|reply to quiet_flight |
Re: Outbound Ports
Right... well, first thing is that you don't need to open ports 50 or 51. IPSec VPNs use PROTOCOL (not port) 50 and 51.
The good news is that if you allow IPSec through the 3CR870 it will automatically sort those protocols for you. So for inside->outside you need to go to PC privileges and make sure your PC has permission to do that - I can't remember whether you get the option to select "IPSec" or whether you just need to open UDP port 500. Note that it's UDP not TCP (default is that all PCs on the network can do everything outbound anyway!)
Secondly - the 3CR870 has its own VPN servers built-in. In order to run an IPSec VPN through from the LAN to the internet you need to make sure that the built-in IPSec server is turned off.
Go to the VPN section of the GUI and make sure that IPSec (and L2TP-over-IPSec) are disabled.
If none of that helps, try enabling UDP port 4500 outbound too - most IPSec implementations support NAT-Traversal protocol but you need to allow that additional UDP port.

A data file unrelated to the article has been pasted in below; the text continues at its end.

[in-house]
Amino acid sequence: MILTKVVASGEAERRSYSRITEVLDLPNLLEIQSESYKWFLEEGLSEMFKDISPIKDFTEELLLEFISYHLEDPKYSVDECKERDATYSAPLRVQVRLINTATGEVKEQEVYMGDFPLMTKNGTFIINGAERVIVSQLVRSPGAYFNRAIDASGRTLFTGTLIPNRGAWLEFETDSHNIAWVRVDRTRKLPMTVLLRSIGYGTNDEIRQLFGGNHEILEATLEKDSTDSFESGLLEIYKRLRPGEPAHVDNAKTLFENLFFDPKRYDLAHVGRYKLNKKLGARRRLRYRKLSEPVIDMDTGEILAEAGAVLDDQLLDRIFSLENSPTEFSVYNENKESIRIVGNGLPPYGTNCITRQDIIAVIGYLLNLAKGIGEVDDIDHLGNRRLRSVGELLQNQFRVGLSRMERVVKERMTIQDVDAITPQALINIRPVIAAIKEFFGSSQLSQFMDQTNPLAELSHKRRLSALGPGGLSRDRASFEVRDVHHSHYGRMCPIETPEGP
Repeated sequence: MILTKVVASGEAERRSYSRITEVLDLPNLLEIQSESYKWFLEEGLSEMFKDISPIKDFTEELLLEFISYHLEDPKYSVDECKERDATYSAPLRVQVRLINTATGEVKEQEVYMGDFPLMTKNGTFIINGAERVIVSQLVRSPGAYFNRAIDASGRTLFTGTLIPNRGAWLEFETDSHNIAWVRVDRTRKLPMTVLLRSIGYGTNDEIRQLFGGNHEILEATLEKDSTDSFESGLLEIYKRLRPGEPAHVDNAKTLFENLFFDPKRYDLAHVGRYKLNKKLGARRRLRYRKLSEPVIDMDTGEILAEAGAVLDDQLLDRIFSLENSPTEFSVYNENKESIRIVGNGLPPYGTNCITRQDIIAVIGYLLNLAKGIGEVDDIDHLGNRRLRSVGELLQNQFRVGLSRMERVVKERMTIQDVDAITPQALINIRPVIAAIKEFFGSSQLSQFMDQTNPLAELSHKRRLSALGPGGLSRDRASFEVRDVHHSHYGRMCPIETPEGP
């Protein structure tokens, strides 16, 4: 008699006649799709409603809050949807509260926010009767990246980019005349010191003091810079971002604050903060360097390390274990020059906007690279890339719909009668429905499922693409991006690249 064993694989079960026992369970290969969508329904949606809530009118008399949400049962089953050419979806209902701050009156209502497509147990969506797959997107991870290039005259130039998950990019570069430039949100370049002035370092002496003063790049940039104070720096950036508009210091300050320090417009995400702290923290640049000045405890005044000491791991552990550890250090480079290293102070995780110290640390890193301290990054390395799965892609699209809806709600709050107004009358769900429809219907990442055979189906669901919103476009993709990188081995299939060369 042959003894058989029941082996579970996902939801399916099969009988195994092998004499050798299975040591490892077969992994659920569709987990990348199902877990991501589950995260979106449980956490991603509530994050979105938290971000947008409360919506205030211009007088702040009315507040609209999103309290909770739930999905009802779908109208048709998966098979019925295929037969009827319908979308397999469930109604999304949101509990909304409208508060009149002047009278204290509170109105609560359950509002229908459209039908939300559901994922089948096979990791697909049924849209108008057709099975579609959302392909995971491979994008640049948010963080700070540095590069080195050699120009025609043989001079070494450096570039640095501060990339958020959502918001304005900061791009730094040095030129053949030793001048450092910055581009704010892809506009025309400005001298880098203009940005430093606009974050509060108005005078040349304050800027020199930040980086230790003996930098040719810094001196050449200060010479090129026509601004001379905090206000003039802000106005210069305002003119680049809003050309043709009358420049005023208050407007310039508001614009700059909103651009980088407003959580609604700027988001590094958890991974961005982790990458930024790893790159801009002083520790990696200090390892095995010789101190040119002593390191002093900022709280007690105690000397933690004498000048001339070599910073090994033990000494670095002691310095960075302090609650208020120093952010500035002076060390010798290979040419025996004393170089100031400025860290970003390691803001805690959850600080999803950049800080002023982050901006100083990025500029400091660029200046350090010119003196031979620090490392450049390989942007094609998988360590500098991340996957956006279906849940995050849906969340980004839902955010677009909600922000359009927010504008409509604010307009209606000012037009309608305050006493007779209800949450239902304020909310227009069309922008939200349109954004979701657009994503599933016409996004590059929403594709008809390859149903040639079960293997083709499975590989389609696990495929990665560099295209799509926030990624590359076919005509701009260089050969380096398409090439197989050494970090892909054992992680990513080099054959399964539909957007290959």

If you're still having problems, I suggest you then raise the issue in the VPN forum (forums->broadband tech->virtual private networking) and post the logs from both ends of the connection if you can (you probably want to obfuscate the IP addresses in some way though)... and you'll need to also tell that forum what hardware/software the remote end is using.
Hope that helps,
Thanks so much for your help. OK, the problem was the internal VPN server in the 3CR870. As soon as I turned off IPsec and L2TP my client in the LAN was successfully able to connect to our remote Sonicwall VPN and establish a connection through the 3CR870. HOWEVER, I am pretty certain that the 2-3 folks that connect into the office (outside - inside) through the 3CR870 are now hosed. I wont know until this weekend when they attempt it but it is my assumption they probably wont be able to establish an outside in connection to the 3CR870? Any advice you can provide here would be hugely appreciated. THANK YOU!